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Amber Rudd 'misled campaigners' over Orgreave inquiry

Campaigners for an official inquiry into the 1984 clash between police and miners at Orgreave have claimed they were misled by Home Secretary Amber Rudd into believing there would be a probe.

In a move described as an "establishment stitch-up", Ms Rudd rejected calls for a statutory inquiry or independent review into the confrontation at the South Yorkshire coking plant, one of the most violent events of the Thatcher-era miners' strike.

Ms Rudd said she made the "difficult decision", supported by Prime Minister Theresa May, because "ultimately there were no deaths or wrongful convictions" resulting from the conduct of South Yorkshire Police.

But Sheffield Heeley MP Louise Haigh and campaigners said they were misled, as Mrs May sounded positive while she was home secretary and Ms Rudd told them the only question was what format the inquiry would take.

Speaking to reporters outside Parliament, Ms Haigh said: "I absolutely think she (Ms Rudd) misled us, I think Theresa May set up the campaigners and Amber Rudd did at the last meeting."

Ms Haigh went on: "She (Ms Rudd) said, her exact words were, she had to decide what format it would take. It wasn't a question for us of whether or not it would happen, it was in what form it would take.

"She said the culture had changed now, that a light needed to be shone on things like this, and that's why we absolutely believed that this decision would be positive today."

Kevin Horne, of the Orgreave Truth and Justice Campaign, said he felt "custard-pied".

Asked if campaigners felt misled, Mr Horne said: "Yes, (by) Theresa May and Amber Rudd.

"Theresa May sounded really positive when we met her, and then Amber Rudd is talking about formats for an inquiry.

"And now today we've just been custard-pied.

"We are really disappointed, to say the least, and the fight will go on, there's no doubt about that. We'll get there one day."

There were cries of "disgraceful" and "shameful" from Labour MPs as Ms Rudd detailed her decision in the House of Commons, while campaigners in the public gallery could be seen shaking their heads at her comments.

Former shadow home secretary Andy Burnham told the Commons: "Given that the Independent Police Complaints Commission found evidence of perjury and perversion of the course of justice, and given that in the last month new evidence has emerged from former police officers who were at Orgreave of orchestrated violence and the mass manufacture of police statements, are we right in concluding the establishment stitch-up that she has just announced today is nothing more than a nakedly political act?"

Ms Rudd denied it was a political decision.

Earlier in a written ministerial statement, she said there had been "very significant changes" in the oversight of policing which meant there would be "very few lessons for the policing system today to be learned from any review of the events and practices of three decades ago".

In what became known as the Battle of Orgreave, 6,000 police officers from around the country - many in riot gear and some on horseback - were deployed at the plant on June 18 1984 to deal with mass picketing by striking miners hoping to prevent the movement of coke stocks.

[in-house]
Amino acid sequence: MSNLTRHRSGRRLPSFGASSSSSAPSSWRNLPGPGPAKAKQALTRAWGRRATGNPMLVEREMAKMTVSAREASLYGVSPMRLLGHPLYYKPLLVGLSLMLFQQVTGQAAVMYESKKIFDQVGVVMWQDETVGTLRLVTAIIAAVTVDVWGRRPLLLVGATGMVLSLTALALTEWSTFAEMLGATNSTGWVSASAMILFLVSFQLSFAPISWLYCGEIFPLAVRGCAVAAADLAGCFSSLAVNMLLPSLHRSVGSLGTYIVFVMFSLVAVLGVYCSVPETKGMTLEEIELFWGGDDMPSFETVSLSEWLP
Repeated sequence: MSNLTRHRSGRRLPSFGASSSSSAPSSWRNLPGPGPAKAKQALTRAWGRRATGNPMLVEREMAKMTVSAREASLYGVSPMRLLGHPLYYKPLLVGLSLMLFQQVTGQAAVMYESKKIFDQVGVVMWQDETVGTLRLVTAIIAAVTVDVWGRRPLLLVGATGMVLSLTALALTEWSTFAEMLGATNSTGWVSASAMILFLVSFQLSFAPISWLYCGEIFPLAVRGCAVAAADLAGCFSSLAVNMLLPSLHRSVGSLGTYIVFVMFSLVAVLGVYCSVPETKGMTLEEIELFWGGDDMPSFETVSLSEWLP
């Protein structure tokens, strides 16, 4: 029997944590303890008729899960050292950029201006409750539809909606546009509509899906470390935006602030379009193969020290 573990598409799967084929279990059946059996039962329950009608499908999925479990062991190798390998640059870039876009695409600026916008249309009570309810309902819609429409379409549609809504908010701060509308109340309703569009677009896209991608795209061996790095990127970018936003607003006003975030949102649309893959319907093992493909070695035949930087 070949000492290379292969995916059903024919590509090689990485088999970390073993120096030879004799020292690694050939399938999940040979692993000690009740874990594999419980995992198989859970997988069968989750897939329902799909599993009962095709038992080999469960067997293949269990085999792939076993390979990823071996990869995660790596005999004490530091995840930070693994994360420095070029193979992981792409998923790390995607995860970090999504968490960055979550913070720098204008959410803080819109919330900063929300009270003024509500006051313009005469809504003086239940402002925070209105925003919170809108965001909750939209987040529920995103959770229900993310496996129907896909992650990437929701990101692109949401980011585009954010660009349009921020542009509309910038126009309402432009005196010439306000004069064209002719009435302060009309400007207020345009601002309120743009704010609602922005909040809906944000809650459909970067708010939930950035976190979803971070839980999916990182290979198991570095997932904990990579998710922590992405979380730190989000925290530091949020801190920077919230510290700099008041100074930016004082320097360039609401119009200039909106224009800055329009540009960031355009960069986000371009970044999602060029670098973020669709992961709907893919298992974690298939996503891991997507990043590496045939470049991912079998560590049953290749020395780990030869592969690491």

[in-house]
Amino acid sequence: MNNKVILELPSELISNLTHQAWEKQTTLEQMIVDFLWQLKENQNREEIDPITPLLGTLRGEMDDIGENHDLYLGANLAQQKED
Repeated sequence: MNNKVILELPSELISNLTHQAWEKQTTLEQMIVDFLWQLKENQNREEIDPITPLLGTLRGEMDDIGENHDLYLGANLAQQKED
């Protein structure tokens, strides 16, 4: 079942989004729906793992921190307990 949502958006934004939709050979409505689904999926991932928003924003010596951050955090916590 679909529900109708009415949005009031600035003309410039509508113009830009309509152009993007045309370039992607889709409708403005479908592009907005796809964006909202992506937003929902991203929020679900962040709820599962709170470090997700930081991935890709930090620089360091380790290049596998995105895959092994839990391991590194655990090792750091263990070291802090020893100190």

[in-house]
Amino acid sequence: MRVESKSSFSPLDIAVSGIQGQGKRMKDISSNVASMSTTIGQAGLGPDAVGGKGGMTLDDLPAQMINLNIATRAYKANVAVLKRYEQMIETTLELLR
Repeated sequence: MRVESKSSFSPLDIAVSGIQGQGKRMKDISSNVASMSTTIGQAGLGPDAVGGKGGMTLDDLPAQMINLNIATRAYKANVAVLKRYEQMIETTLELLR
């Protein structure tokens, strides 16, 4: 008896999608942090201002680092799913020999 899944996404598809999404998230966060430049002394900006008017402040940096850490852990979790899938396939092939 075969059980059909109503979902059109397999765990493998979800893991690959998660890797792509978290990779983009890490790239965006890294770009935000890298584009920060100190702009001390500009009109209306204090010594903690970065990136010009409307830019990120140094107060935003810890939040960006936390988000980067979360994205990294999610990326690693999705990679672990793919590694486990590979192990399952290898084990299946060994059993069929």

A series of charges by mounted police and baton-wielding "snatch squads" resulted in 95 miners being charged with riot or violent disorder, but trials collapsed when police accounts turned out to be unreliable.

Some campaigners have claimed that a proper inquiry at the time into police conduct at Orgreave could have prevented the football stadium disaster at Hillsborough five years later, which also involved the South Yorkshire force and left 96 fans dead.

But Ms Rudd insisted that was "not a conclusion which I believe can be reached with any certainty".

However, Ms Haigh claimed Ms Rudd was not in a position to deny the link because she has not seen all the evidence examined by the Independent Police Complaints Commission for potential links to Hillsborough.

South Yorkshire police and crime commissioner Dr Alan Billings said he was "shocked and dismayed" by the decision.

"The Government have marched the campaign for truth and justice to the top of the hill only to march them down again," he said.

"I am not convinced by the reasons given for refusing an investigation.

"No-one has ever suggested that the events of Orgreave were comparable in every respect to the disaster at Hillsborough. But the former miners and the former mining communities in South Yorkshire deserve an explanation as to what happened on that day and where Orgreave fits in the wider story of the miners' strike.

"I believe the Government has shied away from agreeing an inquiry because of those wider issues."

Labour leader Jeremy Corbyn said he was "appalled that Government ruled out inquiry into Orgreave - denying truth and justice for victims and their families".

Chris Peace, of the Orgreave Truth and Justice Campaign, said the group would await a six-page letter from Ms Rudd before taking legal advice on how to proceed.

She said: "We say the decision is deeply disappointing and absolutely unacceptable.

"It is nearly 32 years since 95 miners were arrested at Orgreave, n ow some of those miners are dead and the surviving ones face the prospect of more time, more delay, before we get truth and justice.

"But we are determined people and the Orgreave Truth and Justice Campaign will continue to build on the already wide support for a full independent inquiry.

"We will not give up."

It is believed that the Home Office disputes the allegations made by Ms Haigh and the campaign that they were misled by Ms Rudd at the September 13 meeting.

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